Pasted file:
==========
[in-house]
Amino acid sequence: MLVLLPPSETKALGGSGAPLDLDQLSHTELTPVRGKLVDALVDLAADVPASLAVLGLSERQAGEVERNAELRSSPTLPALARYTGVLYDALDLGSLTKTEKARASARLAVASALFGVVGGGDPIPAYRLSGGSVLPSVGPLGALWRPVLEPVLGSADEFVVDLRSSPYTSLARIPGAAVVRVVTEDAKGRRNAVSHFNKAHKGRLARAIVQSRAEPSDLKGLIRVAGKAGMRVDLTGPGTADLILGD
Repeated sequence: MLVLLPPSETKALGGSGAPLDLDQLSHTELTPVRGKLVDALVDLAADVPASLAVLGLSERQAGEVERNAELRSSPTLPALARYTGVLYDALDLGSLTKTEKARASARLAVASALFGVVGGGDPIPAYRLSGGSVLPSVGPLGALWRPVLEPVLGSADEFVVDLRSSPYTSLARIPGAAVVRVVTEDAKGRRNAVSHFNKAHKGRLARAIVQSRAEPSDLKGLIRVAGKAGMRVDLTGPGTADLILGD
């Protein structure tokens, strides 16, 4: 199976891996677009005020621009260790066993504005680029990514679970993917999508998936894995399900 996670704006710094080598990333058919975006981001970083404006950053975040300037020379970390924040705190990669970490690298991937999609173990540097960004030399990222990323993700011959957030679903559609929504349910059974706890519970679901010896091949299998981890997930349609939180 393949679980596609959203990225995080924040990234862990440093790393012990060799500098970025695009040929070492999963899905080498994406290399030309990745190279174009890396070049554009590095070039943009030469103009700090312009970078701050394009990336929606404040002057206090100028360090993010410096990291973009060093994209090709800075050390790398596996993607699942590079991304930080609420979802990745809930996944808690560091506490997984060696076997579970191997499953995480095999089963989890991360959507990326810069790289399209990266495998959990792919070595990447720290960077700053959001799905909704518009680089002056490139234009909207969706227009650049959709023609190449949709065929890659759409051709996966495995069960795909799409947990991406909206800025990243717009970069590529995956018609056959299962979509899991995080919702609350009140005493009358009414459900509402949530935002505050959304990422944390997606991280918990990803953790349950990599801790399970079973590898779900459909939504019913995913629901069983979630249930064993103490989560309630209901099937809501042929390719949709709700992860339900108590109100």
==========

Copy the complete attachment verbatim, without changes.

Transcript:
[in-house]
Amino acid sequence: MLVLLPPSETKALGGSGAPLDLDQLSHTELTPVRGKLVDALVDLAADVPASLAVLGLSERQAGEVERNAELRSSPTLPALARYTGVLYDALDLGSLTKTEKARASARLAVASALFGVVGGGDPIPAYRLSGGSVLPSVGPLGALWRPVLEPVLGSADEFVVDLRSSPYTSLARIPGAAVVRVVTEDAKGRRNAVSHFNKAHKGRLARAIVQSRAEPSDLKGLIRVAGKAGMRVDLTGPGTADLILGD
Repeated sequence: MLVLLPPSETKALGGSGAPLDLDQLSHTELTPVRGKLVDALVDLAADVPASLAVLGLSERQAGEVERNAELRSSPTLPALARYTGVLYDALDLGSLTKTEKARASARLAVASALFGVVGGGDPIPAYRLSGGSVLPSVGPLGALWRPVLEPVLGSADEFVVDLRSSPYTSLARIPGAAVVRVVTEDAKGRRNAVSHFNKAHKGRLARAIVQSRAEPSDLKGLIRVAGKAGMRVDLTGPGTADLILGD
């Protein structure tokens, strides 16, 4: 199976891996677009005020621009260790066993504005680029990514679970993917999508998936894995399900 996670704006710094080598990333058919975006981001970083404006950053975040300037020379970390924040705190990669970490690298991937999609173990540097960004030399990222990323993700011959957030679903559609929504349910059974706890519970679901010896091949299998981890997930349609939180 393949679980596609959203990225995080924040990234862990440093790393012990060799500098970025695009040929070492999963899905080498994406290399030309990745190279174009890396070049554009590095070039943009030469103009700090312009970078701050394009990336929606404040002057206090100028360090993010410096990291973009060093994209090709800075050390790398596996993607699942590079991304930080609420979802990745809930996944808690560091506490997984060696076997579970191997499953995480095999089963989890991360959507990326810069790289399209990266495998959990792919070595990447720290960077700053959001799905909704518009680089002056490139234009909207969706227009650049959709023609190449949709065929890659759409051709996966495995069960795909799409947990991406909206800025990243717009970069590529995956018609056959299962979509899991995080919702609350009140005493009358009414459900509402949530935002505050959304990422944390997606991280918990990803953790349950990599801790399970079973590898779900459909939504019913995913629901069983979630249930064993103490989560309630209901099937809501042929390719949709709700992860339900108590109100």